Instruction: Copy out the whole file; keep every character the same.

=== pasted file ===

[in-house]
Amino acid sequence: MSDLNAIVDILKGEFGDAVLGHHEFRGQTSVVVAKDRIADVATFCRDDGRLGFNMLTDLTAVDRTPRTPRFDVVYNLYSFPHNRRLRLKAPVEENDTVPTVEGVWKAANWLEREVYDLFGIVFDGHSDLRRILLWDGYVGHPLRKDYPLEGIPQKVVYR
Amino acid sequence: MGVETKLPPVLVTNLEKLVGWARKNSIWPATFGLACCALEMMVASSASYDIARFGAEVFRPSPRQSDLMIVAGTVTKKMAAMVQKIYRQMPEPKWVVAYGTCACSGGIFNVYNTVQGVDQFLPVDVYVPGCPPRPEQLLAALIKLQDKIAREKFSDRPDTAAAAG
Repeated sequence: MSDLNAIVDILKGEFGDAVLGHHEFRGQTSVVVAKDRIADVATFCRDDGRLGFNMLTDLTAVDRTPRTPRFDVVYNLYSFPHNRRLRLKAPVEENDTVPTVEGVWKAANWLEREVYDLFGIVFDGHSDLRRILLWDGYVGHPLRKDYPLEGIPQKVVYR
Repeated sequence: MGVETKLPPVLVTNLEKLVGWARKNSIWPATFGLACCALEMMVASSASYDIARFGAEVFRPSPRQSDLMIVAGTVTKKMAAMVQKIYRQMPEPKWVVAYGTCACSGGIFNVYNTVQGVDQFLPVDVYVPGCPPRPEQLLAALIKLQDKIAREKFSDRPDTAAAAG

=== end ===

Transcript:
[in-house]
Amino acid sequence: MSDLNAIVDILKGEFGDAVLGHHEFRGQTSVVVAKDRIADVATFCRDDGRLGFNMLTDLTAVDRTPRTPRFDVVYNLYSFPHNRRLRLKAPVEENDTVPTVEGVWKAANWLEREVYDLFGIVFDGHSDLRRILLWDGYVGHPLRKDYPLEGIPQKVVYR
Amino acid sequence: MGVETKLPPVLVTNLEKLVGWARKNSIWPATFGLACCALEMMVASSASYDIARFGAEVFRPSPRQSDLMIVAGTVTKKMAAMVQKIYRQMPEPKWVVAYGTCACSGGIFNVYNTVQGVDQFLPVDVYVPGCPPRPEQLLAALIKLQDKIAREKFSDRPDTAAAAG
Repeated sequence: MSDLNAIVDILKGEFGDAVLGHHEFRGQTSVVVAKDRIADVATFCRDDGRLGFNMLTDLTAVDRTPRTPRFDVVYNLYSFPHNRRLRLKAPVEENDTVPTVEGVWKAANWLEREVYDLFGIVFDGHSDLRRILLWDGYVGHPLRKDYPLEGIPQKVVYR
Repeated sequence: MGVETKLPPVLVTNLEKLVGWARKNSIWPATFGLACCALEMMVASSASYDIARFGAEVFRPSPRQSDLMIVAGTVTKKMAAMVQKIYRQMPEPKWVVAYGTCACSGGIFNVYNTVQGVDQFLPVDVYVPGCPPRPEQLLAALIKLQDKIAREKFSDRPDTAAAAG